Vernon Crown asks for lengthy prison time for man guilty of sending harassing text messages

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VERNON - A father who falsely reported his partner as being a drug addict, and put his 16-year-old daughter at risk of being prosecuted for perjury, has been found guilty of criminal harassment.

The Hon. Judge Mayland McKimm found Jordan McKay Dunlop guilty of one charge of making harassing communication and one charge of criminal harassment in a Vernon courtroom Aug. 20.

The court heard how Dunlop had harassed his formed partner Lynnelle Erbacker, sending threatening text messages that read: "If you end things there will be serious consequences," and, "If we move out, watch what happens next,” and “You have no clue what is coming next."

The court heard the couple met in the summer of 2016 and soon after Erbacker allowed Dunlop and his two teenage children to move in with her in Vernon as he had recently lost his home in Kelowna. Although only intended as a short-term living arrangement Dunlop and his children remained living in Erbacker's home and Dunlop constantly saying he had a household worth of furniture arriving soon, although it never did.

In November 2016 Erbacker became unintentionally pregnant with Dunlop's child. It was at this point the relationship broke down.

Erbacker testified Dunlop became angry and emotionally volatile to the point where she became afraid of him. The court heard Dunlop threatened that he would ruin Erbacker’s reputation and he was going to gain one hundred percent custody of their baby by making it appear that she was an unfit mother. On Feb. 6, 2017 Erbacker went to the police.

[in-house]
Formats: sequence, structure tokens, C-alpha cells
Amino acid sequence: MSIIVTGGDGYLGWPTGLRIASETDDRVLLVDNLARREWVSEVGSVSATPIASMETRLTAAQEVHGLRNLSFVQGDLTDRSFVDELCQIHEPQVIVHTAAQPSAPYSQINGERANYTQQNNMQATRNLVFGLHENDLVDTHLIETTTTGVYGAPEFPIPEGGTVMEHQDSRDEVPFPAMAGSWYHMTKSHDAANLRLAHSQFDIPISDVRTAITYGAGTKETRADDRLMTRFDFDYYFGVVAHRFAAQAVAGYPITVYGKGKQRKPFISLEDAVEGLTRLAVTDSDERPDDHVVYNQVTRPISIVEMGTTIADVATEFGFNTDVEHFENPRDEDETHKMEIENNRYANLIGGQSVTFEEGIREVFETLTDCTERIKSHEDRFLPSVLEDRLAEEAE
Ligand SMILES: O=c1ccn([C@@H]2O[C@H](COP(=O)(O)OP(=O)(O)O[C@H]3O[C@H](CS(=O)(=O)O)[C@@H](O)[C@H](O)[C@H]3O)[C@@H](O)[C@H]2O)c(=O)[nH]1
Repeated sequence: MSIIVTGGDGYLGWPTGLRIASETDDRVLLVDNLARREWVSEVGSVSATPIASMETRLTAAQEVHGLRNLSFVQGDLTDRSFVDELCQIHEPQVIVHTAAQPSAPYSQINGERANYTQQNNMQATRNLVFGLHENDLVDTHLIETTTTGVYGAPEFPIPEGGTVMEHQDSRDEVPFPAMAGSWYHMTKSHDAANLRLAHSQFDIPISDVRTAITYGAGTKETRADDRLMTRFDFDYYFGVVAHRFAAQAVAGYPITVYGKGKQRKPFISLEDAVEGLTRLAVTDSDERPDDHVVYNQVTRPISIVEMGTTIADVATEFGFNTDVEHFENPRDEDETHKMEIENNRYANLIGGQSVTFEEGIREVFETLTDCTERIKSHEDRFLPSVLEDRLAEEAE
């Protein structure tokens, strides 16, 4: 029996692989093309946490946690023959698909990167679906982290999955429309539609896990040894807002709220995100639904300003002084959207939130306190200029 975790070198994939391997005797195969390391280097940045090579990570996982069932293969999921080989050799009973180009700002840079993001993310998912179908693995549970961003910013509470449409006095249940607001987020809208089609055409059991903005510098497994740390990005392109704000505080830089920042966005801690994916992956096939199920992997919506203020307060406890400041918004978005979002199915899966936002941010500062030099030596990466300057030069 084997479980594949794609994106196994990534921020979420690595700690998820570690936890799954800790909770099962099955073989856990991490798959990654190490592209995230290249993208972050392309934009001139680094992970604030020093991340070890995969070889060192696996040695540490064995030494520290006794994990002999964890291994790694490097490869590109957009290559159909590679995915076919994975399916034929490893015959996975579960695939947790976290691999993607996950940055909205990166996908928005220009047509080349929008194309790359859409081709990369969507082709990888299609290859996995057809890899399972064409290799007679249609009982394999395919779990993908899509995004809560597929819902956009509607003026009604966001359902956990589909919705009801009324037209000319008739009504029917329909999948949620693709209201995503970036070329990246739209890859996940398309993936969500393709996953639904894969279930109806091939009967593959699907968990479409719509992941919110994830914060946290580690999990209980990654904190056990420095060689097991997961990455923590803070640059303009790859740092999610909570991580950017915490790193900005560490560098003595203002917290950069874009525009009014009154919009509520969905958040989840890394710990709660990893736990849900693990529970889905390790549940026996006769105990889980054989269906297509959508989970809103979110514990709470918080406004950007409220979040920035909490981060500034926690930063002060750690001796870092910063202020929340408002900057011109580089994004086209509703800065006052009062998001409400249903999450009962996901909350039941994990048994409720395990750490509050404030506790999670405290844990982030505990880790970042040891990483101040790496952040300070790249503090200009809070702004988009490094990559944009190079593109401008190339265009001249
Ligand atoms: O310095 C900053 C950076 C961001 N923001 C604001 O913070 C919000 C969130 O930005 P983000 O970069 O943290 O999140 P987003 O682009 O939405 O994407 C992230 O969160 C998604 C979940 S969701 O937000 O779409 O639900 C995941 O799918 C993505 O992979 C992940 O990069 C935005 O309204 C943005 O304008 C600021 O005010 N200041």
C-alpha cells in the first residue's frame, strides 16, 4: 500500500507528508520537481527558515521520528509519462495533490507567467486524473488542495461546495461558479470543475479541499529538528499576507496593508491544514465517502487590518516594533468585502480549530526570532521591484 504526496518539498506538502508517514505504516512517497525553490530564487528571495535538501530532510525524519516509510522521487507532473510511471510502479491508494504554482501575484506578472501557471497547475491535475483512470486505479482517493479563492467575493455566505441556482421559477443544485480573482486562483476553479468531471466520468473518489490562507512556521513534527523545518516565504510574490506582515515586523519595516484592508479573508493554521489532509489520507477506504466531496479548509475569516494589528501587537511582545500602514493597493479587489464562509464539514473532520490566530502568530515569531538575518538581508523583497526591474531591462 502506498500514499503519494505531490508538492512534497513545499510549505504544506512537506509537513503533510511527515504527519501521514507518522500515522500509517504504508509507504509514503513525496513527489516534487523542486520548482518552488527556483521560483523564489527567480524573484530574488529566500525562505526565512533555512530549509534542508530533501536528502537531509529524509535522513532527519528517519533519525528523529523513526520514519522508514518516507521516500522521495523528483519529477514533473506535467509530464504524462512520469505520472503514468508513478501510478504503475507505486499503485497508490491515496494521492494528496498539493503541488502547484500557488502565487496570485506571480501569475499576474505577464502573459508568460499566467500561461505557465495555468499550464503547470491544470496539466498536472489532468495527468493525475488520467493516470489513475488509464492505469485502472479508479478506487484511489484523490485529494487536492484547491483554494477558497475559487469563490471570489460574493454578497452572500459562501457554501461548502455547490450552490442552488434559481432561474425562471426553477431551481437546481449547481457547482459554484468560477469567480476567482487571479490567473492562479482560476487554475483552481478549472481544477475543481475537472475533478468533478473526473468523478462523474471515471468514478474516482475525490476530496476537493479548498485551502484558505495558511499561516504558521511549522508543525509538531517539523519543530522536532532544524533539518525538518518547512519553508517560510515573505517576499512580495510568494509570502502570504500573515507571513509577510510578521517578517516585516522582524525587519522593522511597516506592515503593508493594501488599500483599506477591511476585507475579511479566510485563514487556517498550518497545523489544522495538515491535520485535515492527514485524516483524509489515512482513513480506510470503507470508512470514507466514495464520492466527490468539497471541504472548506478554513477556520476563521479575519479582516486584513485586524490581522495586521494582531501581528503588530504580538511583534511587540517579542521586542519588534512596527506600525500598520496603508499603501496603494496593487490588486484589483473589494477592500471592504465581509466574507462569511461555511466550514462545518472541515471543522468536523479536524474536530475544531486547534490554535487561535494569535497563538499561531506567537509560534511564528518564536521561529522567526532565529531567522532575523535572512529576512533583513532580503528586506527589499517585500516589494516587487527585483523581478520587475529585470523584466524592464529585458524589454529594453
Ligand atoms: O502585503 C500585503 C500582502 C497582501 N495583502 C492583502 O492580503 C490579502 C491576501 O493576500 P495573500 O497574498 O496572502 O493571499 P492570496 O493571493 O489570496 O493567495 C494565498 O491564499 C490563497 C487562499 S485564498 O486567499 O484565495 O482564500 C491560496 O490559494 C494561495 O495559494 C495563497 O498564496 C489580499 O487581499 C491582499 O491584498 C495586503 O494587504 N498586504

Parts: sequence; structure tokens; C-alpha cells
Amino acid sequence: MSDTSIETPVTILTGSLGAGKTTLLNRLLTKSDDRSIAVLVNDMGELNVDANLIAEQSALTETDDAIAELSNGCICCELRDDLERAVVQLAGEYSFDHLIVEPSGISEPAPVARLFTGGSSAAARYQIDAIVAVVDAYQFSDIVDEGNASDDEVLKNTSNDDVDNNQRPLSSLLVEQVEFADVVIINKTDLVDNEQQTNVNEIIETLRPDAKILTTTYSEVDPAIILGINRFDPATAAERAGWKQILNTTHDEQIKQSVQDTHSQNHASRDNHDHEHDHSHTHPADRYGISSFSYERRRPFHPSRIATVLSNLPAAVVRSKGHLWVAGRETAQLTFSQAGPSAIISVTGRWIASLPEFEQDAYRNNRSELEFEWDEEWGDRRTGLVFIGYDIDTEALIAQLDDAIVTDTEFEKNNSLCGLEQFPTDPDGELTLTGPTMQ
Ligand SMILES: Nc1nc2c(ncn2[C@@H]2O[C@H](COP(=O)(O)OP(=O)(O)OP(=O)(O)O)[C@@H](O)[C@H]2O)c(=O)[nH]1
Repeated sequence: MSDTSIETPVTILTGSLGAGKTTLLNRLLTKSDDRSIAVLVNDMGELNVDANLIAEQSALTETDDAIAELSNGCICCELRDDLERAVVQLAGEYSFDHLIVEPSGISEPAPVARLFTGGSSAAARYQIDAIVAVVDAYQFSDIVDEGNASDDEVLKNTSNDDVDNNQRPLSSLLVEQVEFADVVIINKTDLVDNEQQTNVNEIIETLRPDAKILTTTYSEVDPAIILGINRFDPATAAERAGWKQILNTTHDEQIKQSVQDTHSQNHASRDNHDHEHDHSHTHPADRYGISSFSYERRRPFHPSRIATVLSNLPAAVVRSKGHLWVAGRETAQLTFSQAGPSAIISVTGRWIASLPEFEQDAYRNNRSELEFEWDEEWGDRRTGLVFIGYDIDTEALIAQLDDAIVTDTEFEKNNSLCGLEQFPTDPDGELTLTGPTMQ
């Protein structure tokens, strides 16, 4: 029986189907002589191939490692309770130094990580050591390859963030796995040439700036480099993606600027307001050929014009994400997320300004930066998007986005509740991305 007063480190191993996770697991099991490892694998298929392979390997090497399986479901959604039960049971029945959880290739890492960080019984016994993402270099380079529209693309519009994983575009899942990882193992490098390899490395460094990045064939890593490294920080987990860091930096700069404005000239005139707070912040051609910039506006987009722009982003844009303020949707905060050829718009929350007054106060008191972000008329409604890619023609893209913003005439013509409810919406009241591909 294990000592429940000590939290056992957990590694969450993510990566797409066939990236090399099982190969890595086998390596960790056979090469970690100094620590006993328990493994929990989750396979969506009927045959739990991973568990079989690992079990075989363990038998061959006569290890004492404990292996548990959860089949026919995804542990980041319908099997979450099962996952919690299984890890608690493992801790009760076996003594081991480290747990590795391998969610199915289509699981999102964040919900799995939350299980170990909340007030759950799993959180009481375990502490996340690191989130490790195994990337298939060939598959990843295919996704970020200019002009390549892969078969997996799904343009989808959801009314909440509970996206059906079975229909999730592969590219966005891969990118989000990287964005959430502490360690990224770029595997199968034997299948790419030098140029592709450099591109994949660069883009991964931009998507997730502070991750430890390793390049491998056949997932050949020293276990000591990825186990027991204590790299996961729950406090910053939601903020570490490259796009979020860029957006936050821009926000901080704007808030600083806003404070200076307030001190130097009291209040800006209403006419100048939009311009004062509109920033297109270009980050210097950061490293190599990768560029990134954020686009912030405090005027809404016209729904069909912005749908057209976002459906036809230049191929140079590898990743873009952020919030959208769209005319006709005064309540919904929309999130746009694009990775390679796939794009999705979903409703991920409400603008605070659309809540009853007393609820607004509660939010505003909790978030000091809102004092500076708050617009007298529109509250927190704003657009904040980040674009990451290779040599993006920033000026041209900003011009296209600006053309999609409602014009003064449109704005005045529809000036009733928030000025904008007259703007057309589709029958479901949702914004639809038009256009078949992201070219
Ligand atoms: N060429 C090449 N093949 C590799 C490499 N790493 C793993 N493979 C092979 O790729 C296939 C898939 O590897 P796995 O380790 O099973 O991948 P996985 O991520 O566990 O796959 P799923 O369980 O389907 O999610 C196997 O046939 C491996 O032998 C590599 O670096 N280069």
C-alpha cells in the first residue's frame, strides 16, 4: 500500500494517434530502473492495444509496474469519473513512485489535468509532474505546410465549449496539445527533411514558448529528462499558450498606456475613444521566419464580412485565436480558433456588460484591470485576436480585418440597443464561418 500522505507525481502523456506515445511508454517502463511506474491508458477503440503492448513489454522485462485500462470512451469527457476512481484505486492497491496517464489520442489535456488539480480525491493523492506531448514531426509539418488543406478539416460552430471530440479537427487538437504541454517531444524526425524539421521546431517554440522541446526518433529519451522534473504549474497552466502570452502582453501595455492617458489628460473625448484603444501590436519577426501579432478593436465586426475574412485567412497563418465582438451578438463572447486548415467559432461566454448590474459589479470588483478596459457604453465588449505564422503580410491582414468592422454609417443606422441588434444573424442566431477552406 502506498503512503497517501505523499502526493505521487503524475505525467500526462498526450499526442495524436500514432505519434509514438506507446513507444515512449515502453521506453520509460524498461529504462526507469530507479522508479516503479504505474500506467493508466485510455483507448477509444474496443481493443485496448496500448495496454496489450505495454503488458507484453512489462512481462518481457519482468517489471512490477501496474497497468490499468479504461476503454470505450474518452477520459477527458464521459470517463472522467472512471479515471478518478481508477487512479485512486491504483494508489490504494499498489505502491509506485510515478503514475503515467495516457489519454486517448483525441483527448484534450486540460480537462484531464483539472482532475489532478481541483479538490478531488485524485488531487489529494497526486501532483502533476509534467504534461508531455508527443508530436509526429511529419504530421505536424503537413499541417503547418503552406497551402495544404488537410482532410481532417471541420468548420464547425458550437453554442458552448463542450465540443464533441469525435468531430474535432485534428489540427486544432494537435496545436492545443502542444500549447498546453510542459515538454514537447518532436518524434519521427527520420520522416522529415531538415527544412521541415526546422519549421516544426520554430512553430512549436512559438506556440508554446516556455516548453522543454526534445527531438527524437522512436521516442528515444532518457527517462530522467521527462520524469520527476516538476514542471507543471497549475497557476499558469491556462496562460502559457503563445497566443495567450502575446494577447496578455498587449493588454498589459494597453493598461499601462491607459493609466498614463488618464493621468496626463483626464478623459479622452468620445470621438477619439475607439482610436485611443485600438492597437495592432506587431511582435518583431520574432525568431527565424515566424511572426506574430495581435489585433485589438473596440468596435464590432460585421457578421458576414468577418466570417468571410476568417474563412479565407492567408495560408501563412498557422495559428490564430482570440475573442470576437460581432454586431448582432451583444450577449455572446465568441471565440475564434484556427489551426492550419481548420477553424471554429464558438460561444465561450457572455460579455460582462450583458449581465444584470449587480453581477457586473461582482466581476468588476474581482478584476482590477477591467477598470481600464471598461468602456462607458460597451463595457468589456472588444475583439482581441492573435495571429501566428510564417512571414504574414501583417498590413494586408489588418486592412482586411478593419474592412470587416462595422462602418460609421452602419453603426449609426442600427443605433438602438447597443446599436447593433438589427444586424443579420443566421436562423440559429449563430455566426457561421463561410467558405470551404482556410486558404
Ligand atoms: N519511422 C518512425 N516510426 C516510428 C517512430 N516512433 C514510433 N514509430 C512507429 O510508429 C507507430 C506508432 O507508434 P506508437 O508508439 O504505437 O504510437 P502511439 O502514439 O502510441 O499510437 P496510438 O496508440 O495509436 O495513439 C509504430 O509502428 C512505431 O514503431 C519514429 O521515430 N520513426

One week later Dunlop then made a false complaint to Erbacker's employer that she was stealing narcotics from work and that she was suffering from a serious and debilitating drug addiction. Erbacker, who works as a nurse, then underwent drug tests which were all negative, and her employer completed an inventory check and found no narcotics were unaccounted for.

The court heard that Dunlop had elected not to testify at the trial but had called his sixteen-year-old daughter to testify. Judge McKimm said that Dunlop's daughter had said she was aware that Erbacker was addicted to drugs as a result of her being constantly sick and in bed. The daughter had also said a bathroom cabinet had contained many vials of a liquid that she said had the word “Dila.. something,” written on them and had found exposed needles in the bathroom drawer.

McKimm rejected all Dunlop's daughter's evidence saying it was "entirely fabricated" and stated Dunlop had put his daughter "at risk of prosecution for perjury."

As McKimm read his decision, he told Dunlop, who was representing himself: "I don't think you grasp the situation you are in" after Dunlop asked to serve his sentence in Ontario where he and his two teenage children now live. Dunlop also added he owned a company in Ontario which employed 30 people, suggesting that was another reason he should be in Ontario and receive a light sentence.

"The Crown wants you to go through that door and not come back for two years," McKimm said. McKimm then took an unusual step of ordering the court sheriff to handcuff Dunlop and briefly remove him from the courtroom.

McKimm concluded that Dunlop had repeatedly harassed Erbacker by text message and caused her to fear for her safety, finding him guilty on both charges.

The Crown asked for an 18 to 24 months sentence. Dunlop remains in custody and will be sentenced at a later date.


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